Cultural and molecular detection of zoonotic tuberculosis and its public health impacts in selected districts of Tigray region, Ethiopia
Bovine tuberculosis (BTB) is a chronic infectious disease of animals characterized by the formation of granulomas in tissues and its detection is carried out most commonly on the basis of tuberculin skin testing, abattoir meat inspection and rarely on bacteriological techniques. A study was conducted to assess the epidemiology and zoonotic implication of bovine tuberculosis in three selected districts of Tigray region between September 2012 and June 2013 using Comparative Intradermal Tuberculin (CIDT) test, abattoir surveillance, bacteriology and molecular typing. Besides, livestock owners were interviewed for the evaluation of the zoonotic potential of BTB. On the basis of the CIDT test, animal and herd prevalence were 2.7% (14/524) and 9.3% (13/140), respectively, while in abattoir-based study the prevalence was 22% (117/531). Male animals were more likely (OR= 1.7; P=0.012; 95% CI: 1.12- 2.55) to exhibit tuberculous lesions as compared to female animals. The proportion of culture positivity was 32% (40/125) in tissue samples. Only nine isolates were typed and out of which seven isolates were positive for the genus Mycobacterium of which two were identified as M. tuberculosis. The two M. tuberculosis species had the same spoligotype pattern. Awareness of cattle owners about BTB was poor and detection of BTB both in live and slaughtered animals. The isolation of M. tuberculosis from animal tissues indicates the existence of transmission of this agent from humans to animals. Therefore, there should be practical and sound control methods such as strict meat inspection, boiling of milk and cooking of meat, and public education to raise the awareness on the transmission of the disease.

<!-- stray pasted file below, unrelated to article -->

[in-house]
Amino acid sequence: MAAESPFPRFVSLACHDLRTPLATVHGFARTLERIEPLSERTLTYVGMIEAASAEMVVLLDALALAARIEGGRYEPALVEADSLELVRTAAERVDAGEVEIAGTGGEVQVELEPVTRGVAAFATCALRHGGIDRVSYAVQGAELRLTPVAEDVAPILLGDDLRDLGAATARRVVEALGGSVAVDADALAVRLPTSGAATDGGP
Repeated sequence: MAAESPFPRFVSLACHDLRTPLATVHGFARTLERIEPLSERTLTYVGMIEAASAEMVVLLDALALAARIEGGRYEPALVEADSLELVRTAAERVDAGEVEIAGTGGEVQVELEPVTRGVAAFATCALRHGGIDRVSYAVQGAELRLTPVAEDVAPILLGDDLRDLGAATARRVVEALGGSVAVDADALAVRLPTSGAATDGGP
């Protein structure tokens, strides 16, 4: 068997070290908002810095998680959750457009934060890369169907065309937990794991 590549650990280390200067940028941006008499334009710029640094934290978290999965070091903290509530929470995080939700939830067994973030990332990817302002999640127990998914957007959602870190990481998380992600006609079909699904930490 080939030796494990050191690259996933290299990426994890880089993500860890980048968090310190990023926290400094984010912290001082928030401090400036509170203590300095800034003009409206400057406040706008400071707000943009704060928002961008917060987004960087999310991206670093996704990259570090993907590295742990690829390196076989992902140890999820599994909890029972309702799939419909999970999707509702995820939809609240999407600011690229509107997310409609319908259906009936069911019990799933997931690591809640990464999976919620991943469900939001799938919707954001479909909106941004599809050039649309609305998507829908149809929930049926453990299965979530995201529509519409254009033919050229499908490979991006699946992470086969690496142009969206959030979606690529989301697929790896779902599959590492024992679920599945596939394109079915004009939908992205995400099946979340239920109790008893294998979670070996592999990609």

Keywords: Abattoir , Ethiopia, Mycobacterium, Tuberculosis, Zoonosis